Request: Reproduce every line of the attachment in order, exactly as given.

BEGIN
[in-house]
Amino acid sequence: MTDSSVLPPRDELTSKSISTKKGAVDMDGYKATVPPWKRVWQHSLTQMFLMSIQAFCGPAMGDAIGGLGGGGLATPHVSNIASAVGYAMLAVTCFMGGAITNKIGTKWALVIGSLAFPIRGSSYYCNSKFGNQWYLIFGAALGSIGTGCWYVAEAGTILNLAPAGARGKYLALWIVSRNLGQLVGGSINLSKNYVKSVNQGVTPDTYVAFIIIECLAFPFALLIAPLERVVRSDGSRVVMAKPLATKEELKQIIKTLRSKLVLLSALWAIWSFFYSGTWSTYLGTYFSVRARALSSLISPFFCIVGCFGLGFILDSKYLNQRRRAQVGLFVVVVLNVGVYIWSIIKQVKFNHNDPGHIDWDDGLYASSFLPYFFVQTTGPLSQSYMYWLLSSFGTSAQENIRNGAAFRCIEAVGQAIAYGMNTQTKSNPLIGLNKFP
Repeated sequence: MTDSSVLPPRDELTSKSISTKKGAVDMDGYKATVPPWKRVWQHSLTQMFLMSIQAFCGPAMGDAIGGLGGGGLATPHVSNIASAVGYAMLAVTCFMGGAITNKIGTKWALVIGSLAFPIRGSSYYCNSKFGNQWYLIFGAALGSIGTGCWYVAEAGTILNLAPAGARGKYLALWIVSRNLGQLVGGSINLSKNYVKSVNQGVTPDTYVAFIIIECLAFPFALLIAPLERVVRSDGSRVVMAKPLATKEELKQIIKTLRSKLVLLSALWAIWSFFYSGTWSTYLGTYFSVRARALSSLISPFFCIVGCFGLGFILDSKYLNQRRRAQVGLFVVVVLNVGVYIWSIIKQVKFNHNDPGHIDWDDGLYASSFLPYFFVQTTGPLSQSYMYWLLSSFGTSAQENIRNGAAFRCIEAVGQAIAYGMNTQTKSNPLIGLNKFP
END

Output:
[in-house]
Amino acid sequence: MTDSSVLPPRDELTSKSISTKKGAVDMDGYKATVPPWKRVWQHSLTQMFLMSIQAFCGPAMGDAIGGLGGGGLATPHVSNIASAVGYAMLAVTCFMGGAITNKIGTKWALVIGSLAFPIRGSSYYCNSKFGNQWYLIFGAALGSIGTGCWYVAEAGTILNLAPAGARGKYLALWIVSRNLGQLVGGSINLSKNYVKSVNQGVTPDTYVAFIIIECLAFPFALLIAPLERVVRSDGSRVVMAKPLATKEELKQIIKTLRSKLVLLSALWAIWSFFYSGTWSTYLGTYFSVRARALSSLISPFFCIVGCFGLGFILDSKYLNQRRRAQVGLFVVVVLNVGVYIWSIIKQVKFNHNDPGHIDWDDGLYASSFLPYFFVQTTGPLSQSYMYWLLSSFGTSAQENIRNGAAFRCIEAVGQAIAYGMNTQTKSNPLIGLNKFP
Repeated sequence: MTDSSVLPPRDELTSKSISTKKGAVDMDGYKATVPPWKRVWQHSLTQMFLMSIQAFCGPAMGDAIGGLGGGGLATPHVSNIASAVGYAMLAVTCFMGGAITNKIGTKWALVIGSLAFPIRGSSYYCNSKFGNQWYLIFGAALGSIGTGCWYVAEAGTILNLAPAGARGKYLALWIVSRNLGQLVGGSINLSKNYVKSVNQGVTPDTYVAFIIIECLAFPFALLIAPLERVVRSDGSRVVMAKPLATKEELKQIIKTLRSKLVLLSALWAIWSFFYSGTWSTYLGTYFSVRARALSSLISPFFCIVGCFGLGFILDSKYLNQRRRAQVGLFVVVVLNVGVYIWSIIKQVKFNHNDPGHIDWDDGLYASSFLPYFFVQTTGPLSQSYMYWLLSSFGTSAQENIRNGAAFRCIEAVGQAIAYGMNTQTKSNPLIGLNKFP